And even though her path took an unexpected turn and she met misery and deception and loss and the hurt of traitorous friends, she was rewarded with new friendships, kindness among people who saw her for who she really was and found her inner self and claimed her rightfull position for the love of the ones who loved her.

She met amazing people who stood by her side and offered comfort.

"And when you get tired of worrying and mournigh for your horse and trying not to be afraid, tell me and I'll do it for you a while so you can shut your eyes and sleep peaceful."

She found a loving new country who needed a strong Queen even more than her birth country and she found herself loving her new fellow citizens even more and for their shake she fought hard to be the Queen they deserved and went against her emotions and feelings and renounced her right to love in order to be their Queen.

"But in a country where you hang your dead up on walls and pride whether or not a man bears a javelin more than his character, how am I to persuade you out of war? It would be suicide for Kildenree to war on Bayern and butchery for Bayern to attack Kilenree. If you don’t believe me, then send me back. Or if you don’t trust me to leave, I’ll return to my little room on the west wall and tend your geese, and you can be sure that on my watch no thieves will touch my flock………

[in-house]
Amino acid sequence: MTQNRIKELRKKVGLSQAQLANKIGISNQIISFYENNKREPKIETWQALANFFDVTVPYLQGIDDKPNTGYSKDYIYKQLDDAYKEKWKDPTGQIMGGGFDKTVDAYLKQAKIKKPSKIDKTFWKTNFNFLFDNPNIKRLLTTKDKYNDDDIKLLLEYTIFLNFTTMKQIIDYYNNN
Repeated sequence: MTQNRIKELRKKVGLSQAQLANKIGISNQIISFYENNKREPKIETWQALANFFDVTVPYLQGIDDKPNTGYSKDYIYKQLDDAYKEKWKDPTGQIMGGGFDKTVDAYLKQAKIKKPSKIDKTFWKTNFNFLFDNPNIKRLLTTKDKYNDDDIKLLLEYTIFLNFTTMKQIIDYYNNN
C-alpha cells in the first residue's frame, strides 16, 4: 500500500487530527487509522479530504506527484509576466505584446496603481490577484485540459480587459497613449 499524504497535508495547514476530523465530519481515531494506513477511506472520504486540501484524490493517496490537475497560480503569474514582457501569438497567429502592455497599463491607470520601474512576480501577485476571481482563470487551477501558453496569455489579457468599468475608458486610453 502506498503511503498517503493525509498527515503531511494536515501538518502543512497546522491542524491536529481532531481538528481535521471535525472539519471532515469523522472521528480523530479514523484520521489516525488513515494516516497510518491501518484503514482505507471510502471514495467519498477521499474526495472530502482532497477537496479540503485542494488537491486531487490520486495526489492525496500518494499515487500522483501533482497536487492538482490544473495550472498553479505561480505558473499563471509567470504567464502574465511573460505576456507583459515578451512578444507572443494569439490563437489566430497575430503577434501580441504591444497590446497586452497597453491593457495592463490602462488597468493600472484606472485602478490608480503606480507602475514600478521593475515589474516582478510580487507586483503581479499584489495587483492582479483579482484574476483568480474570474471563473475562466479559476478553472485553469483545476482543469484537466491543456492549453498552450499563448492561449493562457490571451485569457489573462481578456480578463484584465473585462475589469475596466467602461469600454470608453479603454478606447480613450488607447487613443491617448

If you want evidence, explain why a mother would send her first daughter into her enemy’s camp. I’ll be your evidence.”

So after all her struggles and near death experiences
Profile Image for ✧˖° lydia °˖✧ {semi-hiatus}.
195 reviews170 followers
April 5, 2023
"If we don't tell strange stories, when something strange happens we won't believe it."

I love this so, so much.

It's everything I love most in a fantasy. Beautiful characters (and character arcs), adorable friendship dynamics, sweet romance, lyrical writing, and an ethereal magic woven into the fairytale-esque story. The story is gruesome at parts but there's a beautiful innocence in it that makes everything so perfect.